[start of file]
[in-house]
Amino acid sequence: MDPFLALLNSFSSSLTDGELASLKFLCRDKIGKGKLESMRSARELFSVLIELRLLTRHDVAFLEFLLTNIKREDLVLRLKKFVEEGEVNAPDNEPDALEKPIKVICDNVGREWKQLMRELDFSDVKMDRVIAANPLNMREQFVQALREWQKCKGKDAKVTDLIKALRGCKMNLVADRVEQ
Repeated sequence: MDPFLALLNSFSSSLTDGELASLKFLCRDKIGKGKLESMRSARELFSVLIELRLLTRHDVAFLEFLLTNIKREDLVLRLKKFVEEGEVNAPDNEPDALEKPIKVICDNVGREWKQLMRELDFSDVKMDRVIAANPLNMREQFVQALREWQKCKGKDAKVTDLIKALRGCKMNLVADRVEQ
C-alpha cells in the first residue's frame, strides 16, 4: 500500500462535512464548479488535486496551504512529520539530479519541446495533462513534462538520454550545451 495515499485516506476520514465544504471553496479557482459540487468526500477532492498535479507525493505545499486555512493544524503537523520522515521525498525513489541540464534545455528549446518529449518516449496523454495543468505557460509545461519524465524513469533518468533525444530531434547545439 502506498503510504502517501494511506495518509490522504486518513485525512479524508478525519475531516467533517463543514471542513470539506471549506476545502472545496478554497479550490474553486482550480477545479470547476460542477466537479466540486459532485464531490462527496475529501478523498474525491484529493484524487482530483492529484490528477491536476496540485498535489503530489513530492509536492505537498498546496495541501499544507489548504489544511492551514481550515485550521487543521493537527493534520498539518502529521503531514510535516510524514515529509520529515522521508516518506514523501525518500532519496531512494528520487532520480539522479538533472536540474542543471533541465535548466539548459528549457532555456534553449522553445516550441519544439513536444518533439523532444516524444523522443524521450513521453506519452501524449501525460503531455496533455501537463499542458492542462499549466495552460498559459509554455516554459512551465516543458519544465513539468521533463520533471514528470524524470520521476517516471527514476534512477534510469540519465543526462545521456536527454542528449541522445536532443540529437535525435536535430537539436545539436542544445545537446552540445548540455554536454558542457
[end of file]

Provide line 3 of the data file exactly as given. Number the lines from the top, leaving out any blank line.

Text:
Repeated sequence: MDPFLALLNSFSSSLTDGELASLKFLCRDKIGKGKLESMRSARELFSVLIELRLLTRHDVAFLEFLLTNIKREDLVLRLKKFVEEGEVNAPDNEPDALEKPIKVICDNVGREWKQLMRELDFSDVKMDRVIAANPLNMREQFVQALREWQKCKGKDAKVTDLIKALRGCKMNLVADRVEQ